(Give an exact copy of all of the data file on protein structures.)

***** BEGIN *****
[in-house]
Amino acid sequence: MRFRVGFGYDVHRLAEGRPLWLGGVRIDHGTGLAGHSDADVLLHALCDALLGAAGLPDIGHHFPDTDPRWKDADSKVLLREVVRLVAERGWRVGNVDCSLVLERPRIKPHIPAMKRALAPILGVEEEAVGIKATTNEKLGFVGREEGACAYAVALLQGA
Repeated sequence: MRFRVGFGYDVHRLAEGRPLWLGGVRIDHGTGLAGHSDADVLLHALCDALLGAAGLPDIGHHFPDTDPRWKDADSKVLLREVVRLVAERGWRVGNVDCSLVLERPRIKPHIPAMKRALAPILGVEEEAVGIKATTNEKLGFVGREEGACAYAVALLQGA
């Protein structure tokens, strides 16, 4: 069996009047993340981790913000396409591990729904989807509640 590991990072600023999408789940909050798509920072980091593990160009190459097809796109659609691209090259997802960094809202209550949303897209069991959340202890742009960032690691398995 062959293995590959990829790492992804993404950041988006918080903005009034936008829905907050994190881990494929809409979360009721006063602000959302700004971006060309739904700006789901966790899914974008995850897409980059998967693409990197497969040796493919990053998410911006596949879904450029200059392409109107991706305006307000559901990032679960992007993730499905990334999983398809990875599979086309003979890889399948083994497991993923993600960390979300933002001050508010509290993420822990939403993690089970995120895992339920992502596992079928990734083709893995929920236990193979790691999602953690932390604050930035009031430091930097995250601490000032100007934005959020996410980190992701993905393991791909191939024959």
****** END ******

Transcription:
[in-house]
Amino acid sequence: MRFRVGFGYDVHRLAEGRPLWLGGVRIDHGTGLAGHSDADVLLHALCDALLGAAGLPDIGHHFPDTDPRWKDADSKVLLREVVRLVAERGWRVGNVDCSLVLERPRIKPHIPAMKRALAPILGVEEEAVGIKATTNEKLGFVGREEGACAYAVALLQGA
Repeated sequence: MRFRVGFGYDVHRLAEGRPLWLGGVRIDHGTGLAGHSDADVLLHALCDALLGAAGLPDIGHHFPDTDPRWKDADSKVLLREVVRLVAERGWRVGNVDCSLVLERPRIKPHIPAMKRALAPILGVEEEAVGIKATTNEKLGFVGREEGACAYAVALLQGA
């Protein structure tokens, strides 16, 4: 069996009047993340981790913000396409591990729904989807509640 590991990072600023999408789940909050798509920072980091593990160009190459097809796109659609691209090259997802960094809202209550949303897209069991959340202890742009960032690691398995 062959293995590959990829790492992804993404950041988006918080903005009034936008829905907050994190881990494929809409979360009721006063602000959302700004971006060309739904700006789901966790899914974008995850897409980059998967693409990197497969040796493919990053998410911006596949879904450029200059392409109107991706305006307000559901990032679960992007993730499905990334999983398809990875599979086309003979890889399948083994497991993923993600960390979300933002001050508010509290993420822990939403993690089970995120895992339920992502596992079928990734083709893995929920236990193979790691999602953690932390604050930035009031430091930097995250601490000032100007934005959020996410980190992701993905393991791909191939024959």